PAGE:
The 8 Batho Pele Principles and the Reality of Their Application

Around the world, governments and institutions take steps to ensure they are serving the people or customers the way they should. Some of these steps are set in principles for everyone to access. In South Africa, we have the Batho Pele principles.

Translated from the Zulu, Sesotho and similar languages, “Batho Pele” means “people first.” These principles detail the cardinal points by governments and other institutions to address the needs and grievances of the people while also ensuring they don’t lose their dignity in the process.

Batho Pele has 8 principles. Since the principles were coined, though, some institutions have added to them. For instance, KwaZulu-Natal has added two new principles to the original list. They are:

  • Encouraging Innovation and Rewarding Excellence, and
  • Customer Impact

Here are the original 8 Batho Pele Principles

  1. Consultation
  2. Service standards
  3. Redress
  4. Access
  5. Courtesy
  6. Information
  7. Openness and Transparency
  8. Value for Money

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This part of the principles has been described as key to providing better service because institutions can only understand what the people actually need by consulting with them.

Put simply, this part of the principles states that people should always be consulted in matters that affect them.

Service Standards

Without standards, anything goes, and when anything goes, quality is usually the first casualty. And without quality, service will never be worth the name.

Also, when service standards are set, people instantly realize what they should expect from the government and those governing them. Without this, expectations might be skewed, and the government might have a hard time clarifying things beyond its purview.


This part of the principles states that citizens are entitled to redress in instances of service failure and when standards are not met. In that case, it is incumbent on civil servants to not only offer an apology to citizens but also find a way to resolve their complaints.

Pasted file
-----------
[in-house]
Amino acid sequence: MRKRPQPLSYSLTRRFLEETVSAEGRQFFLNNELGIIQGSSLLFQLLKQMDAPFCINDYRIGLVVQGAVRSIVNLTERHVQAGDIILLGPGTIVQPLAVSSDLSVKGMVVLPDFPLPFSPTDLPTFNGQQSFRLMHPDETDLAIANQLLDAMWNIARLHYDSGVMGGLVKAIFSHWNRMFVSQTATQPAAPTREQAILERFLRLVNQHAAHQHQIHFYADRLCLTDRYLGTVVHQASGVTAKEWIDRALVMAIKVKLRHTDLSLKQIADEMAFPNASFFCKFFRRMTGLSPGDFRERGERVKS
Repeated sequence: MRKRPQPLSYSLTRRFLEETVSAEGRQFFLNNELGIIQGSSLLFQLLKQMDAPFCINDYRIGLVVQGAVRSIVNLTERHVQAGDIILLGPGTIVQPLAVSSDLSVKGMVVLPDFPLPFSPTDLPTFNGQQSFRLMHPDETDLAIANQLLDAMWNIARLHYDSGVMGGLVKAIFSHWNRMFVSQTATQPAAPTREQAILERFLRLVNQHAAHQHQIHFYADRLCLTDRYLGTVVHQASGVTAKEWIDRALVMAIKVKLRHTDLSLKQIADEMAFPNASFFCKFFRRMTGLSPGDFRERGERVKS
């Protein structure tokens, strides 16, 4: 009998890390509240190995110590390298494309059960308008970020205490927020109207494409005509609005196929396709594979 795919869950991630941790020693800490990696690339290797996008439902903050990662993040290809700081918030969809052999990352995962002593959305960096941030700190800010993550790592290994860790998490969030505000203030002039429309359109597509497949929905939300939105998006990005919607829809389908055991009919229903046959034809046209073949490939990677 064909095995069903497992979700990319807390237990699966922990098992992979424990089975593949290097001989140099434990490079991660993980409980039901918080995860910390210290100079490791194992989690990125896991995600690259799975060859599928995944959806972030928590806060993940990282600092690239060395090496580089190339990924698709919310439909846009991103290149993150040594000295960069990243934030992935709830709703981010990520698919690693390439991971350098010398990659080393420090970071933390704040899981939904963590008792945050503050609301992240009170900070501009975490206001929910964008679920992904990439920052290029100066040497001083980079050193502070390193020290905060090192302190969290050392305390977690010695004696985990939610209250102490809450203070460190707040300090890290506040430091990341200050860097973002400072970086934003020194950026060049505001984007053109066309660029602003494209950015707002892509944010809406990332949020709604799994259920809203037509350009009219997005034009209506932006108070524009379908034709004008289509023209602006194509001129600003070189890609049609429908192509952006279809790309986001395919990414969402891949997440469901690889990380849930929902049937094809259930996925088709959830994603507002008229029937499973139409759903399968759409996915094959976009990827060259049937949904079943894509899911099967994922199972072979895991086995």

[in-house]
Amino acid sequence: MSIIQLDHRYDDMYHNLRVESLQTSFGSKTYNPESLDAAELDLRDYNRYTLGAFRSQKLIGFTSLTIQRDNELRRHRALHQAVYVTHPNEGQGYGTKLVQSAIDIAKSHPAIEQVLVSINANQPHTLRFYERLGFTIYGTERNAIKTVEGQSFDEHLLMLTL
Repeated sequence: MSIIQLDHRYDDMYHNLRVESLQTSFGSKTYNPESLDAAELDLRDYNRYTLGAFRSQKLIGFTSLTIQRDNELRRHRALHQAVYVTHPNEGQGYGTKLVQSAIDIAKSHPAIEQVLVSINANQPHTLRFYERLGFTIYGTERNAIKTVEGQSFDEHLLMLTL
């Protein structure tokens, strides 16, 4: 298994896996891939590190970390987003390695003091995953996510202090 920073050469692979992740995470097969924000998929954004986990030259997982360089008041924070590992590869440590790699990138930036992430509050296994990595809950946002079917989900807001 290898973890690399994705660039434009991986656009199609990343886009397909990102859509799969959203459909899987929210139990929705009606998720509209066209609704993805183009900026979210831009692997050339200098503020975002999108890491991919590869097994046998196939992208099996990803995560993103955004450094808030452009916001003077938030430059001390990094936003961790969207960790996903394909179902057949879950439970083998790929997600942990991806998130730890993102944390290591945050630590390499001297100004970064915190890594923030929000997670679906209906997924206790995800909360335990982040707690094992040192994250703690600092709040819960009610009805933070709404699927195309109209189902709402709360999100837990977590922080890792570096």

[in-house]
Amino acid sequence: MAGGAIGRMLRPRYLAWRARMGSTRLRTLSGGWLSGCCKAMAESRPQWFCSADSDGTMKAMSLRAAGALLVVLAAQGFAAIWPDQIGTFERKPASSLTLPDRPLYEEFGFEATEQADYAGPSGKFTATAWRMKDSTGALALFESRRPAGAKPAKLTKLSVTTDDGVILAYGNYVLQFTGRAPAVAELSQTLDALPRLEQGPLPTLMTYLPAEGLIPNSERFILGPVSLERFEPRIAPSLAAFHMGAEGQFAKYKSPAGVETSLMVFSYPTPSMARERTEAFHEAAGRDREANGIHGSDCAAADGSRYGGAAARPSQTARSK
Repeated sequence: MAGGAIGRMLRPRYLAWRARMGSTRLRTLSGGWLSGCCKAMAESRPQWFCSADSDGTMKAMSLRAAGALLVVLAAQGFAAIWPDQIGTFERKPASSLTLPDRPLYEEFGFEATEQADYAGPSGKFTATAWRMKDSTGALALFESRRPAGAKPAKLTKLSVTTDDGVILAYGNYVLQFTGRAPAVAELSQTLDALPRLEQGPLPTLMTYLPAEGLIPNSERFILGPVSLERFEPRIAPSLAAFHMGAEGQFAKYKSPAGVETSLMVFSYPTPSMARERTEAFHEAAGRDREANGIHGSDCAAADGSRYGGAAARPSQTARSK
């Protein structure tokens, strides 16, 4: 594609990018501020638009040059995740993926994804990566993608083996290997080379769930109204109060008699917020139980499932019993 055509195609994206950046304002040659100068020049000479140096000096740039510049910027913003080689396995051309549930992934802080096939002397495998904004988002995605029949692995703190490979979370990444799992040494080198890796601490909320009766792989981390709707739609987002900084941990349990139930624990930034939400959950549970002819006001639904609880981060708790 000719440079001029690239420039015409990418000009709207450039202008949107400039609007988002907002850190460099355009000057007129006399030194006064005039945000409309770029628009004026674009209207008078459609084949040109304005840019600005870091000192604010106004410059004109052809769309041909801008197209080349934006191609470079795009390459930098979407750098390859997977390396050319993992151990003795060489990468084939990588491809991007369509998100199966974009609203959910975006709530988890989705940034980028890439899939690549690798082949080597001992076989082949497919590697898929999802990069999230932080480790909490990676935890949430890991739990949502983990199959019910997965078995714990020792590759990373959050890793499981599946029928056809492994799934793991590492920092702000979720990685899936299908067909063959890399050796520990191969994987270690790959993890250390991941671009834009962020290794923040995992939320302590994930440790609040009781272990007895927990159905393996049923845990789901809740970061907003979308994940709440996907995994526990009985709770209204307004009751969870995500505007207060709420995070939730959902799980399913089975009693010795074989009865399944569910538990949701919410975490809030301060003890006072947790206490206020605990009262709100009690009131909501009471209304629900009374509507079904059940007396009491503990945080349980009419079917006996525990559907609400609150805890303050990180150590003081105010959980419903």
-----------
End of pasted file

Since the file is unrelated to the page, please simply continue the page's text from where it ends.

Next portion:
It is the right of citizens to not only expect redress but to get the same. But, of course, the reality on the ground might be different from what this part of the principle states. Not every public servant is prepared to listen in instances of people seeking redress.


This part of the principles is fairly self-explanatory. All citizens are entitled to equal access to services. And in the event where they are denied access to services, they are entitled to seek redress, which is also part of the eight principles that aim to put the people first.

Access is like the statue of justice. It is blind and doesn’t discriminate. But, of course, the reality on the ground is that access is sometimes very selective, contrary to what is stated in the part of the eight principles.


First off, people have to be treated well – with dignity and courtesy. This part of the eight Batho Pele principles makes that clear. People have to be treated fairly no matter their position in society.

This part of the principles affirms the old truth that public servants are actually employed by the people and should treat the same people well and not like discarded rags.


This part of the principles states that people are entitled to complete information in matters affecting them, and they can request the same information from those in authority and receive the same.

Citizens have the right to full disclosure. But, also, the information being shared should be clear so that everyone understands them. And in cases where information isn’t clear, the same should be explained to the citizens.

Openness and Transparency

Transparency has been described as one of the keys to a good government, so it is not surprising that it made the Batho Pele principles list. This part states that public service delivery must be transparent.

Unfortunately, in most cases, the poor and ignorant are rarely treated with transparency. Instead, they’re denied services they should have access to for free or else charged for it.

Value for Money

People need to get value for their money. It is only when some form of corruption intrudes that people don’t get value for their money. This principle states that services have to be efficient and cost-effective, too.

Also, it is incumbent on public servants, for instance, to locate areas of wastage in public expenditure and either plug them or inform those who are in positions to do so. That way, resources are conserved and used in areas where they might be needed.

Principles, like those enunciated to put the people first, are welcome and desirable. But as is most often the case, they are what they are and rarely implemented – or at most not followed.

That notwithstanding, the eight Batho Pele principles are vital. And those who want to add to the are welcome to do so – not forgetting to make sure they’re all implemented, of course.

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